Note that equations (5.5) and (5.6) are vector equations and the techniques discussed

in Chapter 3 and 4 must be used in dealing with these equations.

Example 2

The Figure below shows a power hacksaw. At this instant, the electric motor rotates

counterclockwise and drives the free end of the motor crank (point B) at a velocity of 12

in./s. Additionally, the crank is accelerating at a rate of 37 rad/s 2. The top portion of the

hacksaw is moving toward the left with a velocity of 9.8 in./s and is accelerating at a rate

of 82 in./s2. Determine the relative acceleration of point C with respect to point B.

The acceleration of points on a mechanism can be much more easily analyzed when

separated into normal and tangential components. For links that are attached directly to

the frame, the direction of the acceleration components is obvious: the normal

component is always directed to the center of rotation, and the tangential component is

perpendicular to the normal component and in the direction that is consistent with either

the acceleration or deceleration of the point.

Mechanisms of Machinery Instructor: Robel Metiku

Conversely, tangential acceleration is opposite to the direction of motion when the point

decelerates.

For points that are on the same link, a link that is not directly attached to the frame, the

analysis focuses on the relative accelerations of these points. Figure 5.2 shows such a

link that is not directly attached to the frame, typically called a floating link. The relative

acceleration between two points that reside on that link is shown. Notice that the normal

and tangential components of this acceleration are also shown and are directed along

the link (normal) and perpendicular to the link (tangential). Reiterating, the relative

acceleration of two points is the acceleration of one point as seen from the other

reference point.

As with velocity analysis, relative motion consists of pure relative rotation of the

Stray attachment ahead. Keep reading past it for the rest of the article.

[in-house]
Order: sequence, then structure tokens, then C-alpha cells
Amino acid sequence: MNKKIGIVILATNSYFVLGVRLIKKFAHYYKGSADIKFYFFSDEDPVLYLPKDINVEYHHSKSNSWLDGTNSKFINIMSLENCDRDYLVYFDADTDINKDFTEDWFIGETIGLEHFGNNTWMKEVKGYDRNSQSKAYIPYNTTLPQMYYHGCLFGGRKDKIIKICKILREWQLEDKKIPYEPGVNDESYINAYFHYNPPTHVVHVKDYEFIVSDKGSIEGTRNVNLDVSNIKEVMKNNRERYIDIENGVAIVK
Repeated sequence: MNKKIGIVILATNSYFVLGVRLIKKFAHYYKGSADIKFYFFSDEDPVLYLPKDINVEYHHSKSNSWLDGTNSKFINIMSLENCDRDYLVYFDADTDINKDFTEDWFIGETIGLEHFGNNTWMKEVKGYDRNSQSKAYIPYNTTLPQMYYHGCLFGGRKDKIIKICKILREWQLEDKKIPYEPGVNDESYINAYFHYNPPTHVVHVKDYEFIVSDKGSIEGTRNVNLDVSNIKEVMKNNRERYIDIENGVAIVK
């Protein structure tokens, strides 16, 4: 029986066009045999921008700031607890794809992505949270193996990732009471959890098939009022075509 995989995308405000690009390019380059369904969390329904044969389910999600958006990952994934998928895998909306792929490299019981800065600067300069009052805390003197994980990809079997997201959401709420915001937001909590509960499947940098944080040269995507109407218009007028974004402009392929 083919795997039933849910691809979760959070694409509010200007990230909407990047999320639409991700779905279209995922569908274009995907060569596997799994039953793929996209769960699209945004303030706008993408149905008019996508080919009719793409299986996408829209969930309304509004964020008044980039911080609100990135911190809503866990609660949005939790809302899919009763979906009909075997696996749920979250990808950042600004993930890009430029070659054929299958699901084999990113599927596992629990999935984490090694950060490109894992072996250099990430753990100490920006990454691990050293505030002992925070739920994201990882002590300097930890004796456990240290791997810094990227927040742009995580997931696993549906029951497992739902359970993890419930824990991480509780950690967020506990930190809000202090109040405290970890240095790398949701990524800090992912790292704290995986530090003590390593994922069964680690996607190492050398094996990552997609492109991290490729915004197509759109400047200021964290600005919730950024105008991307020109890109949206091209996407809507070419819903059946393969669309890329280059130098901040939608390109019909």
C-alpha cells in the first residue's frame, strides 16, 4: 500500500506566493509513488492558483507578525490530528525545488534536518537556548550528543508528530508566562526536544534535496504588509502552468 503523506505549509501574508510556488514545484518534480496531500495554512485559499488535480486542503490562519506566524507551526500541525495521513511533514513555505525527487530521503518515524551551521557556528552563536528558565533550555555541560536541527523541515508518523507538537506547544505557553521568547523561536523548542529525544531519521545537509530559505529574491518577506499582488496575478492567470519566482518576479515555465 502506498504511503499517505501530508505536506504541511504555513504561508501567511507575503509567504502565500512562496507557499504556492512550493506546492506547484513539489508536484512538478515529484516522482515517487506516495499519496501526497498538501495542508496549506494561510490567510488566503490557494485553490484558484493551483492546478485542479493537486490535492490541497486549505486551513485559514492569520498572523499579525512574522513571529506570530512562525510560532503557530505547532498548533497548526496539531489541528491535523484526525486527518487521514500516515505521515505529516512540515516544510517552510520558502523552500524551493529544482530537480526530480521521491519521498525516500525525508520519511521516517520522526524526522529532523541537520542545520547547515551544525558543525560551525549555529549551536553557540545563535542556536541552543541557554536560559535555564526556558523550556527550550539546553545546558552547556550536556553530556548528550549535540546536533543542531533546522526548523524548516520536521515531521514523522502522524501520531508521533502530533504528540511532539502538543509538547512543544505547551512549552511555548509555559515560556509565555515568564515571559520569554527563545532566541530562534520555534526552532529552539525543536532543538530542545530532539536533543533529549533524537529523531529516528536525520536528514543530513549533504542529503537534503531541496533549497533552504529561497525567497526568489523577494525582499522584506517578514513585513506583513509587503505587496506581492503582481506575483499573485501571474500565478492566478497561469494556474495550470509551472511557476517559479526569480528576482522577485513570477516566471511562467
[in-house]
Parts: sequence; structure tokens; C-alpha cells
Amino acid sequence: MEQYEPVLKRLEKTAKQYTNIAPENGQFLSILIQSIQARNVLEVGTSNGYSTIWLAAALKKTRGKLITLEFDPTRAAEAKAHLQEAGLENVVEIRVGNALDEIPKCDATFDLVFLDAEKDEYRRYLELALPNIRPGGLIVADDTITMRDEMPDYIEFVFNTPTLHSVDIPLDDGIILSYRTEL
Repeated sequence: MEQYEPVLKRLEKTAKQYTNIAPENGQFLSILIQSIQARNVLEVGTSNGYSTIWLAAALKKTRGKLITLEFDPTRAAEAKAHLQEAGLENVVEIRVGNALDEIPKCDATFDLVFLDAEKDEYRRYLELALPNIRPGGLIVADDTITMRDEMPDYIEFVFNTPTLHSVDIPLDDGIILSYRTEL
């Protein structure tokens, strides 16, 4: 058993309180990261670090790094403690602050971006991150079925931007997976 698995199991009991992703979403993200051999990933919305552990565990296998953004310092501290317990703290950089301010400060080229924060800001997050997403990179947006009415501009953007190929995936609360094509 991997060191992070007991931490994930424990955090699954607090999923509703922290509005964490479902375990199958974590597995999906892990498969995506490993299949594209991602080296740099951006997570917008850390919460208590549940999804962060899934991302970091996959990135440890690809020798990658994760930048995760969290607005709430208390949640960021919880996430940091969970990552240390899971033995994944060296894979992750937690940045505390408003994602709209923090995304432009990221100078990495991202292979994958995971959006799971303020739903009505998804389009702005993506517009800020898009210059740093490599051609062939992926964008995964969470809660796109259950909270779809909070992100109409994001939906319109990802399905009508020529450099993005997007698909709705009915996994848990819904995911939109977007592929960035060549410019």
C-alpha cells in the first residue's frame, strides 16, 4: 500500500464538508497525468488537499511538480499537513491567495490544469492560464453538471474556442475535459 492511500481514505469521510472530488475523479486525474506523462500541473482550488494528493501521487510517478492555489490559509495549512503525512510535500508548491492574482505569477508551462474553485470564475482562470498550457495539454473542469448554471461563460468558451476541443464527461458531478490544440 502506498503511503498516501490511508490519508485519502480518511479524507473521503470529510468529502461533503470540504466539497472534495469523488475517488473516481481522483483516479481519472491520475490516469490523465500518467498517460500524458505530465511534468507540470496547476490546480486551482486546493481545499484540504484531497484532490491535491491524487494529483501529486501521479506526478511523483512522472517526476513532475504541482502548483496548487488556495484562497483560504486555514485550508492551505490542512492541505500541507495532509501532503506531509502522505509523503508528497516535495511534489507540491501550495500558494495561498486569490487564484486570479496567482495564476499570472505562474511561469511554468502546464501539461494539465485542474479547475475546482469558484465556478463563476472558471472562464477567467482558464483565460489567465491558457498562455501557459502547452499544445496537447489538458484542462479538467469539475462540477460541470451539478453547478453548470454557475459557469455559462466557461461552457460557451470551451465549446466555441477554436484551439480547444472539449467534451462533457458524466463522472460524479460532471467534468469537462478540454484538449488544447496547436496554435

observed point about the reference point. In other terms, the relative motion of B with

respect to A is visualized as if point B were rotating around point A. Thus, a normal

component of relative acceleration is directed toward the center of relative rotation, or

the reference point. The tangential relative acceleration is directed perpendicular to the

normal relative acceleration. The magnitudes of these components are computed in a

similar fashion to the absolute acceleration of points rotating around fixed points.

(5.7)

.. (5.8)

Mechanisms of Machinery Instructor: Robel Metiku

The direction of the relative tangential acceleration is consistent with the angular

acceleration of the floating link, and vice versa. Referring to Figure 5.2, the relative

tangential acceleration shows the tangential acceleration of point B as it rotates around

point A directed upward and toward the right, which infers a clockwise angular

acceleration of link 3.

Example 3

For the power hacksaw in Example 2, determine the angular acceleration of the 6-in.

connecting link (link 3).

The strategy for analytically determining the acceleration of various points on a

mechanism involves sketching vector polygons only roughly. The magnitude and angles

can be solved using trigonometry. The most effective manner of presenting the

analytical method of acceleration analysis is through an example.

Example 4

The mechanism shown in the Figure below is used to feed cartons to a labeling

machine and, at the same time, to prevent the stored cartons from moving down. At full

speed, the driveshaft rotates clockwise with an angular velocity of 200 rpm. At the

instant shown, determine the acceleration of the ram and the angular acceleration of the

connecting rod.

Mechanisms of Machinery Instructor: Robel Metiku

Slider Crank Mechanism

A general slider-crank mechanism is shown in Figure 5.3 below and is uniquely defined

with dimensions L1, L2, and L3. With one degree of freedom, the motion of one link must

be specified to drive the other links. Most often the crank is driven and 2, 2, and 2

are specified. To readily address the slider-crank mechanism, position, velocity, and

acceleration equations (as a function of 2, 2, and 2) are available.

As presented in Chapter 3, the position equations include:

equation

Mechanisms of Machinery Instructor: Robel Metiku

A general four-bar mechanism is shown in Figure 5.3 and is uniquely defined with

dimensions L1, L2, L3, and L4. With one degree of freedom, the motion of one link must

be specified to drive the other links. Most often the crank is driven and 2, 2, and 2

are specified. To readily address the four-bar mechanism, position, velocity, and

acceleration equations (as a function of 2, 2, and 2) are available.

## Molto più che documenti.

Scopri tutto ciò che Scribd ha da offrire, inclusi libri e audiolibri dei maggiori editori.

Annulla in qualsiasi momento.